Inactivity – You Don’t Have to Measure It, Just Look…

Early Memories

This comment about inactivity comes from a friend of ours – a nurse in the NHS. She was referring to inactivity as well as obesity. It made us think about the noticeable changes over time.

When we first started teaching, we were young, naive and optimistic, not forgetting enthusiastic.

We ran after school clubs because we believed it was our duty. We did so because we could see the benefits, both physical and social. One particular wonderful memory as a RQT at Oakworth Primary School – completing the 3 Peaks Challenge in Yorkshire. That’s 3 mountains over 26 miles with Year 3 and Year 4. We can’t imagine that being done these days.

Inactivity Decreasing in Yorkshire

Inactivity Decreasing in Yorkshire

Over the years, we noticed and commented on the general decline in fitness levels. Children simply did not seem to have the speed and stamina of their predecessors. This was a gut reaction, rather than a conclusion based on scientific evidence.

Research from the Other Side of the World

However, it seems that we were not wrong, when you read the articles based on the work of Dr Grant Tomkinson at the University of South Australia:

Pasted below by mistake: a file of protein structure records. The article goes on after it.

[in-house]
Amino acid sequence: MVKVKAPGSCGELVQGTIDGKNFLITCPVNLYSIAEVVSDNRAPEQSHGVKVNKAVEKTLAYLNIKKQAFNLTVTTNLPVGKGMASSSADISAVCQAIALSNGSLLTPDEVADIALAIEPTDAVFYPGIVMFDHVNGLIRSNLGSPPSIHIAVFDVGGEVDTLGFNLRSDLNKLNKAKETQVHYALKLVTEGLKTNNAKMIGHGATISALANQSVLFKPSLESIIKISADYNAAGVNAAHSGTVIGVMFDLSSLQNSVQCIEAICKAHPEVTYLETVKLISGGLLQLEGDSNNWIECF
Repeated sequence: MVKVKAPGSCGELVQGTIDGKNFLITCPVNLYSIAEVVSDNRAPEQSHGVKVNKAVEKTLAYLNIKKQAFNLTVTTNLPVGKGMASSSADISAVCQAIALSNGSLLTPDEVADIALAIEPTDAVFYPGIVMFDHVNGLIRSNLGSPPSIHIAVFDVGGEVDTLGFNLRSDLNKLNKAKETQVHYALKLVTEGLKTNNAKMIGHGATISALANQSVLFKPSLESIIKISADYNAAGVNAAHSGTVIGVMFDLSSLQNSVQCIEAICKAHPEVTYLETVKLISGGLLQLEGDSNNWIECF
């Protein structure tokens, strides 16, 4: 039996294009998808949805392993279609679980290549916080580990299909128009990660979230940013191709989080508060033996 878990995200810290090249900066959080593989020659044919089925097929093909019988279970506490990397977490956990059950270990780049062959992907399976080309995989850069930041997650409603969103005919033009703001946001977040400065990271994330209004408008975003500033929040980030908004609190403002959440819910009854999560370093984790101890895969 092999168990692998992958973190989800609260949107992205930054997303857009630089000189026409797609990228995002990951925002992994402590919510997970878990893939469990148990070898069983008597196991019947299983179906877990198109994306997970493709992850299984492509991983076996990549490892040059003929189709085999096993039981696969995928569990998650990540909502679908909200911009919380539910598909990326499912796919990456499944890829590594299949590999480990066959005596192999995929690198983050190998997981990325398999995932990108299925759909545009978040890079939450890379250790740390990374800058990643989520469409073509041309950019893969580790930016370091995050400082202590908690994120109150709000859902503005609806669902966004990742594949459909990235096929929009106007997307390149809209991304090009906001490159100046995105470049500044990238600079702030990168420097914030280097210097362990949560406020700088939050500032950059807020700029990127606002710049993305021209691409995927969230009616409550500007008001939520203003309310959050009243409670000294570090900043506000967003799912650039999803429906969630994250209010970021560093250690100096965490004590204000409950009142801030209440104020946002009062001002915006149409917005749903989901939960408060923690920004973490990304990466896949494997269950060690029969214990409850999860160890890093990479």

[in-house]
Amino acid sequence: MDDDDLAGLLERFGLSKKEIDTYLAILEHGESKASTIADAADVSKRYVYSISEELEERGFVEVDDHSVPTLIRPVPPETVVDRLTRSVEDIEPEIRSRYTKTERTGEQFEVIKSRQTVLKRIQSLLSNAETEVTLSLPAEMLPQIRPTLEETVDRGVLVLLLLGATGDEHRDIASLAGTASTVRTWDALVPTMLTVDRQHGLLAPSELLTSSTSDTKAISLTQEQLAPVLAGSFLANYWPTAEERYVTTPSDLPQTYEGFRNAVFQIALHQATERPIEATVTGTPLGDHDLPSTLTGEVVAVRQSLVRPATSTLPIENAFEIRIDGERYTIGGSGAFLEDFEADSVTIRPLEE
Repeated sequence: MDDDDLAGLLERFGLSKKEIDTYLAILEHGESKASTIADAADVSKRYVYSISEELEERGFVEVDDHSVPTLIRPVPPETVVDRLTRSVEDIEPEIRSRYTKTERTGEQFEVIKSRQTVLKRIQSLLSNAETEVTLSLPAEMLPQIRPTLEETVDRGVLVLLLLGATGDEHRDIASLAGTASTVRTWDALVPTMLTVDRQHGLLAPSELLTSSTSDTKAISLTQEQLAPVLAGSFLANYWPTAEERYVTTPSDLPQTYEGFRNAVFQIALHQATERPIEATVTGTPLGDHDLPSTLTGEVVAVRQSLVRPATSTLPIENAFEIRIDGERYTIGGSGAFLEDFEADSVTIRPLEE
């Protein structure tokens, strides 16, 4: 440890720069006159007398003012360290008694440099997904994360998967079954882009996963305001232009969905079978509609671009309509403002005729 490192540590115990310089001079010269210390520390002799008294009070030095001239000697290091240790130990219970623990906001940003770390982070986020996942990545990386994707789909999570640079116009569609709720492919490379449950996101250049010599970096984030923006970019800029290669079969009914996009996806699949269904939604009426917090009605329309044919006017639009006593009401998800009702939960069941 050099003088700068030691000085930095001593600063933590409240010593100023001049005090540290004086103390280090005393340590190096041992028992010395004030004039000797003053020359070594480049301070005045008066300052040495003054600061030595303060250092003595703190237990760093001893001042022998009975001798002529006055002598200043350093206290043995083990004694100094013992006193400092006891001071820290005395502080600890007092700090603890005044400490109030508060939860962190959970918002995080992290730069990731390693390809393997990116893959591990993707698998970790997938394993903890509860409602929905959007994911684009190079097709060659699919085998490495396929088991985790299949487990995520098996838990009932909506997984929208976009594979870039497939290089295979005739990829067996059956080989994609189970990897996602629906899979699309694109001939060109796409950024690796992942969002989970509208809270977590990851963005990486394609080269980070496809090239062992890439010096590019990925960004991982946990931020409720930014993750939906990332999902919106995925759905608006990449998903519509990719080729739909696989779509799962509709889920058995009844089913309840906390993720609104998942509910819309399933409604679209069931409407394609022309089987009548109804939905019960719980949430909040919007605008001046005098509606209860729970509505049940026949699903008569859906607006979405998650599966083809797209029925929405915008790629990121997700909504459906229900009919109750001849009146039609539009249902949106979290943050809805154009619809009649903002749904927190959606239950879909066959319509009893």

Children take one and a half minutes longer to run a mile than their parents at that age

by Richard Gray (@chalkmark)

Today’s children would come last in a race with past generations

by Tom Whipple (@whippletom)

Great Britain Post London 2012

The causes of inactivity are many, some of which are the result of ‘pressure from above‘. The drive to raise standards in Literacy and Numeracy is admirable. However, this comes at a cost. There are many schools in the UK who focus solely on the teaching of academic subjects in the morning. Numeracy and Literacy sessions are now being supplemented by Phonics and Guided Reading. Many of the school/sports halls remain unused for the majority of the day.

One of Tagtiv8’s pioneering partners noted:

“Tagtiv8 promotes active learning. The games allow teachers to ‘reclaim the sports hall’ not just for PE, but for Literacy and Numeracy too.”

The trend in fitness levels is worrying, even more so when you consider the findings of Lord Harris (@LordTobySays) et al in the Report: Keeping the flame alive: the Olympic and Paralympic Legacy (HTML)

For further details, click here.

We welcome hearing your thoughts…